A forthcoming update to Microsoft’s Windows 10 operating system might include one of iOS’ most treasured features, according to a since removed blog post that was published Thursday morning to the official Windows Blog.
Though the original post was abruptly removed, a screenshot of the alleged ‘Control Center’ feature was nevertheless captured by Windows Central early this morning, revealing what appears to be an iOS-styled Control Center utility that may soon be coming to Microsoft’s Windows 10 operating system. As you can see below, by simply clicking on the Settings cog from the Windows 10 desktop, a future version of the OS will present users with a menu of options boasting many, but not all, of the same useful shortcuts currently available to iOS users when they swipe up from the bottom of the screen.
The Windows 10 ‘Control Center’ will potentially be coming in a future update to the Redmond, Washington-based PC-maker’s latest operating system — and will constitute just one of the major changes that are meant to make Windows 10 even more user-friendly and easily-controllable. While the feature will enable certain shortcuts such as a display brightness meter, toggles for certain connections such as Bluetooth, Wi-Fi, and more, unlike the iOS Control Center, Windows’ version is said to be fully-customizable.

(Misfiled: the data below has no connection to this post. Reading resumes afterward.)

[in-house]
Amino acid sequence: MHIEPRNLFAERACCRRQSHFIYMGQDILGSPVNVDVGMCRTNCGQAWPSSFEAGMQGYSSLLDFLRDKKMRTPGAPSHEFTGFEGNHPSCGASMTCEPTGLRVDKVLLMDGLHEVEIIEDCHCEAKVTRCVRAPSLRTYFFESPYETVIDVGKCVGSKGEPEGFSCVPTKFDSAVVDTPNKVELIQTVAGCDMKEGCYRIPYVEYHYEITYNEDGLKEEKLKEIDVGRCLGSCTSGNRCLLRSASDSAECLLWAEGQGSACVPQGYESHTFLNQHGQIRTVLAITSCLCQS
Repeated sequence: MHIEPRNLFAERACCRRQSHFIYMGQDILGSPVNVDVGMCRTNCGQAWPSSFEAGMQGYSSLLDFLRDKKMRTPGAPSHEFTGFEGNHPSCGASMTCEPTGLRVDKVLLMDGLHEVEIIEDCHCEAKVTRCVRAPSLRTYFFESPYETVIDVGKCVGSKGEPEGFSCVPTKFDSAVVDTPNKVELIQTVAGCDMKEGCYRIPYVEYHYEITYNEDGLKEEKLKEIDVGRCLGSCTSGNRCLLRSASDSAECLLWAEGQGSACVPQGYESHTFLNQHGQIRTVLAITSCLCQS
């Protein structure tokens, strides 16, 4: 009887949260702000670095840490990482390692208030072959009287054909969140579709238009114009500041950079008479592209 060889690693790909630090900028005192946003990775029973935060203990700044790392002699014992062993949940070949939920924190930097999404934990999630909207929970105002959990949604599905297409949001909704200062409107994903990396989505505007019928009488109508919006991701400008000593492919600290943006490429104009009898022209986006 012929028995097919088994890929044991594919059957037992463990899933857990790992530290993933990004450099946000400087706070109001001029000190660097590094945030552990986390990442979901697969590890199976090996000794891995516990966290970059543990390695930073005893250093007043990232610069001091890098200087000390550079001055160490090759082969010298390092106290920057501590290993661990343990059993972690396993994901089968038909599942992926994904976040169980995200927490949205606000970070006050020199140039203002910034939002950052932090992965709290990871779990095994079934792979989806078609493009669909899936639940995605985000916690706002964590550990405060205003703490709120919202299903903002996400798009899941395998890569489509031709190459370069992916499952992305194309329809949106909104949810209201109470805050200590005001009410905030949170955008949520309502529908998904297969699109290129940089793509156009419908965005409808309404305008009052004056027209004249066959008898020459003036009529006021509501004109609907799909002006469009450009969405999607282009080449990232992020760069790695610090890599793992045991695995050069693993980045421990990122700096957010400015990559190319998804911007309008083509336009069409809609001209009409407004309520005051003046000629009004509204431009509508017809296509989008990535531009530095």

“In the screenshot, you can see that Control Center basically does exactly what it says on the tin, allowing the user to control system actions,” the site explains, while adding that “The Control Center is entirely customizable, allowing the user to change what shows up there, with additional options that allow you to reorganize some of the settings to your liking.”
The alleged Control Center feature, which could potentially debut as part of the upcoming Windows 10 Creators software update due out this fall, has yet to be confirmed by Microsoft — despite having been shared by the official Windows Blog. So while it’s highly likely the feature will debut sometime in the near future, keep in mind that Microsoft could change course at any time — and potentially even scrap the Control Center feature, altogether.
A Control Center was first introduced as part of iOS 7 back in 2013, and allows users to simply swipe their finger upwards from the bottom of the screen to reveal an extensive list of toggles and controls — providing quick access to important connections like Wi-Fi, Bluetooth, Airplane mode and more, as well as useful features like an LED flashlight, camera, calculator, and clock. The iOS Control Center also allows users to control display brightness, and in more recent releases of the OS, boasts toggles to enable or disable Night Shift, AirDrop receiving, AirPlay mirroring and more.